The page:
Frantic banging on an auditorium door interrupted a quiet moment during the May 3 opening of the Summer Peacebuilding Institute at EMU.
Once Brian Gilchrest gained admission, he ran anxiously up the aisle shouldering a huge travel bag. “I’m confused!” announced Gilchrest (actually, a student in EMU’s Conflict Transformation Program, which sponsors SPI).
He role-played an SPI participant who had struggled to obtain a visa and flight connections, as many had. He expressed relief at finally reaching EMU. (Fortunately, he noted, his taxi driver had known the way to the Harrisonburg campus because “he had a brother who was a Mennonite or something.”) Though eager to jump into peacebuilding issues, Gilchrest’s character was uncertain what to wear or how to behave in this gathering of guests from many nations.
Some of his new friends who wore garments ranging from colorful, flowing robes to t-shirts advised Gilchrest that diversity would be valued. However, they suggested that cultural sensitivity called for discretion in his habit of greeting new acquaintances with head-rubs.
About 100 participants were on hand at the start of SPI’s ninth summer, with 185 anticipated during sessions that continue through June 15. SPI learners represent all major continents and faith traditions. All have experience in peacebuilding work, such as human rights and relief. Most are sponsored by home organizations. Some, like Gilchrest, are studying toward a masters degree. Others come only for all or part of the summer institute.
Over its four sessions, they will complete workshops such as “Restorative Justice” and “Peace Education for Youth and Children.” During free hours, they share food, sports, music and culture, visit local families and churches and form friendships. Close ties sometimes form between persons from clashing nations and cultures.
This year’s attendees include five from Iraq. Mindful of recent world strife, SPI is offering two new workshops related to societies recovering from violence or repression: “Transitional Justice,” facilitated by Louis Bickford of the South African-based International Center for Transitional Justice, and “Peacebuilding for Traumatized Societies” by CTP faculty member Barry Hart.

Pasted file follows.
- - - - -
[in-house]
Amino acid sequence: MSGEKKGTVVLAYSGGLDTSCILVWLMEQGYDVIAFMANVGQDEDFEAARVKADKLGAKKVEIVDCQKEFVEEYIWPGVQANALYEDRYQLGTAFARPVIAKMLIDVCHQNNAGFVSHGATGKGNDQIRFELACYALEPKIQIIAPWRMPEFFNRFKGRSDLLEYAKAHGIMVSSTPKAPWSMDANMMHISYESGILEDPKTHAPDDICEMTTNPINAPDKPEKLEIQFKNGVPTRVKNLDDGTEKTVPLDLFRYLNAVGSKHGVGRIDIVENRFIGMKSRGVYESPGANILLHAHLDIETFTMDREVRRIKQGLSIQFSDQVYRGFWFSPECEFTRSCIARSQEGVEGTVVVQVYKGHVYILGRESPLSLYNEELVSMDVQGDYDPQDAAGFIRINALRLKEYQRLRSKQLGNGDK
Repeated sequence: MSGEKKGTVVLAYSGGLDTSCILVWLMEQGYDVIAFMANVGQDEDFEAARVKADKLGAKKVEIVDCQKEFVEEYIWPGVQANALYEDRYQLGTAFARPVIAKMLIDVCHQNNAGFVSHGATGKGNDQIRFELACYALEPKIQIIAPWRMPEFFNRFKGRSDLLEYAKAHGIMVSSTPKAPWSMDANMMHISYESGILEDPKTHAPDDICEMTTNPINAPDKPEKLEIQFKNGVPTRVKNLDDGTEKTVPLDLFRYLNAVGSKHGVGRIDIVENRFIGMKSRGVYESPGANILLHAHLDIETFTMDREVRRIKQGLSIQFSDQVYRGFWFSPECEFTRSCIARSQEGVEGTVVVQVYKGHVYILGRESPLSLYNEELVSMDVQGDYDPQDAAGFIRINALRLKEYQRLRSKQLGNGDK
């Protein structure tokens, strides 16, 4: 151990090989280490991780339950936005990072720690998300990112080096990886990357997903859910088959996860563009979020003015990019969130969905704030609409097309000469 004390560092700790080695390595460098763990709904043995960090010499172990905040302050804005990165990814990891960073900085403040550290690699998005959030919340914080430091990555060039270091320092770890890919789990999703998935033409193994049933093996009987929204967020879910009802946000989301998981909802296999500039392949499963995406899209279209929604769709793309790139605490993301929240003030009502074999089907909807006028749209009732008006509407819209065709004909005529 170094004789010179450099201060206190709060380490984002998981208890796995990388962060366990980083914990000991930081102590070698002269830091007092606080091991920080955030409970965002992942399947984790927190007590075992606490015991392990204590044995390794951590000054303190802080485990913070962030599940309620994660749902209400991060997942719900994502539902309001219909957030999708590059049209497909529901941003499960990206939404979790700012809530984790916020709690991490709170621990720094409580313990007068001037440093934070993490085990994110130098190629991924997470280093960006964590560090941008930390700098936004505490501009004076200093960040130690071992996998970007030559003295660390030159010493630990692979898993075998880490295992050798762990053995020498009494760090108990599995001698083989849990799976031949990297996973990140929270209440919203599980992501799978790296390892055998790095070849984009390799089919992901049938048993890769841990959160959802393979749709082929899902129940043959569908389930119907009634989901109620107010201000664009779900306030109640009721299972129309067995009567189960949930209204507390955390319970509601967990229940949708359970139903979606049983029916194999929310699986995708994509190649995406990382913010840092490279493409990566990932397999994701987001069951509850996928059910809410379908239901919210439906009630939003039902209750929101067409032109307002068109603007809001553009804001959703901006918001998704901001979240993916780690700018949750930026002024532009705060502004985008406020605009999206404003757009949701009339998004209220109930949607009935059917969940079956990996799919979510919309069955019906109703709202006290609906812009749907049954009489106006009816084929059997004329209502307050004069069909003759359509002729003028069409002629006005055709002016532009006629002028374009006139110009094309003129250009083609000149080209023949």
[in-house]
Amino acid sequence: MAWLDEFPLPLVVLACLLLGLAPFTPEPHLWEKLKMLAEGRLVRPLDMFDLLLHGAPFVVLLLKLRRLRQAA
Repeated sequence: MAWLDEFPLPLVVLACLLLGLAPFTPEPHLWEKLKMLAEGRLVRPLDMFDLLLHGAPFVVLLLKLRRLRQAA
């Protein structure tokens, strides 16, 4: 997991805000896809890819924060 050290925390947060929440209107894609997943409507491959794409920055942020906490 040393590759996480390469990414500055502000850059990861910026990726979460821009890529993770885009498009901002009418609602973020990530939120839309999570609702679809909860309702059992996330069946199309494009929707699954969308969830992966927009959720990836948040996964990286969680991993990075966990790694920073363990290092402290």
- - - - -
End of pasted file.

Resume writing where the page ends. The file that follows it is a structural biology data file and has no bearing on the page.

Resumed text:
In the Philippines, Ramon Chito Villegas Genoroso works with a peacebuilding institute assisted by the Mennonite Central Committee. He received a transportation scholarship to attend SPI in search of ways to promote peaceful change in his native country. He has enrolled in the workshop, “Strategic Nonviolence,” led by by CTP faculty member Lisa Schirch.
In Haiti, Genevieve Bonny is a peacebuilding project manager for Catholic Relief Services. Bonny sees Haiti’s recent, violent governance change as a challenge. “That gives us more opportunity to know what to do,” she said with a smile.
Her organization, affiliated with Caritas, works to meet a broad range of needs through orphanages, homes for the elderly, a microfinance program for small-business loans, and a health and nutrition program for mothers and babies. She has come to SPI for the workshop, “Introduction to Conflict Transformation,” co-taught by David Dyck, a mediation trainer from Manitoba, and Nyambura Githaiga, program officer for the Fellowship of Christian Councils in the Great Lakes and Horn of Africa.
“Our peacebuilding program is one year old. The Mennonites have a lot of experience in this arena,” Bonny said. “I’m very excited to be here and I hope I’ll learn a lot.”
Chris Edwards is a free-lance writer from Harrisonburg, Va.